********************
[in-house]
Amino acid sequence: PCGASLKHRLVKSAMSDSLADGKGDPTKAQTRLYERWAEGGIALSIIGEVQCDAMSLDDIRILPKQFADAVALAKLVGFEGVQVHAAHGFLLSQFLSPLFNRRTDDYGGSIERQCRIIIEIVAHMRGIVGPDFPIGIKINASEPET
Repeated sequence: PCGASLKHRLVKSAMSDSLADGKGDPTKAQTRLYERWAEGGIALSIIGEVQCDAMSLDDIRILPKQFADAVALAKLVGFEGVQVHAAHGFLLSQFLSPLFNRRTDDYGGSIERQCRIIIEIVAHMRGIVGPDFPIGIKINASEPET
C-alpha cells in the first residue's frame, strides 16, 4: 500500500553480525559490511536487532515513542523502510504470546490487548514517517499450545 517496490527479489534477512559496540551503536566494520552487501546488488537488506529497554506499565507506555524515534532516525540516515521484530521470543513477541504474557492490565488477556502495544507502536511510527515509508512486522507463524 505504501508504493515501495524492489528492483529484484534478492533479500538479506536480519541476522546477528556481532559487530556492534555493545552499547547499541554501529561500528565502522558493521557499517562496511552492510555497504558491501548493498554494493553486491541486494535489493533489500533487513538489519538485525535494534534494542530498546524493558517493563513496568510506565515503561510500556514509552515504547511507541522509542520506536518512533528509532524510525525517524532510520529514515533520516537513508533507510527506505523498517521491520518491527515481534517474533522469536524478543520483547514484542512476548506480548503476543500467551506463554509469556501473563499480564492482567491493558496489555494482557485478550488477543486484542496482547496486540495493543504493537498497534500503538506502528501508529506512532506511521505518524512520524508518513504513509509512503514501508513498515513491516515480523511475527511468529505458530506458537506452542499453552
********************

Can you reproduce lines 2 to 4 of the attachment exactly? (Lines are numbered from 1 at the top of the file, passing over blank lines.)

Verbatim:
Amino acid sequence: PCGASLKHRLVKSAMSDSLADGKGDPTKAQTRLYERWAEGGIALSIIGEVQCDAMSLDDIRILPKQFADAVALAKLVGFEGVQVHAAHGFLLSQFLSPLFNRRTDDYGGSIERQCRIIIEIVAHMRGIVGPDFPIGIKINASEPET
Repeated sequence: PCGASLKHRLVKSAMSDSLADGKGDPTKAQTRLYERWAEGGIALSIIGEVQCDAMSLDDIRILPKQFADAVALAKLVGFEGVQVHAAHGFLLSQFLSPLFNRRTDDYGGSIERQCRIIIEIVAHMRGIVGPDFPIGIKINASEPET
C-alpha cells in the first residue's frame, strides 16, 4: 500500500553480525559490511536487532515513542523502510504470546490487548514517517499450545 517496490527479489534477512559496540551503536566494520552487501546488488537488506529497554506499565507506555524515534532516525540516515521484530521470543513477541504474557492490565488477556502495544507502536511510527515509508512486522507463524 505504501508504493515501495524492489528492483529484484534478492533479500538479506536480519541476522546477528556481532559487530556492534555493545552499547547499541554501529561500528565502522558493521557499517562496511552492510555497504558491501548493498554494493553486491541486494535489493533489500533487513538489519538485525535494534534494542530498546524493558517493563513496568510506565515503561510500556514509552515504547511507541522509542520506536518512533528509532524510525525517524532510520529514515533520516537513508533507510527506505523498517521491520518491527515481534517474533522469536524478543520483547514484542512476548506480548503476543500467551506463554509469556501473563499480564492482567491493558496489555494482557485478550488477543486484542496482547496486540495493543504493537498497534500503538506502528501508529506512532506511521505518524512520524508518513504513509509512503514501508513498515513491516515480523511475527511468529505458530506458537506452542499453552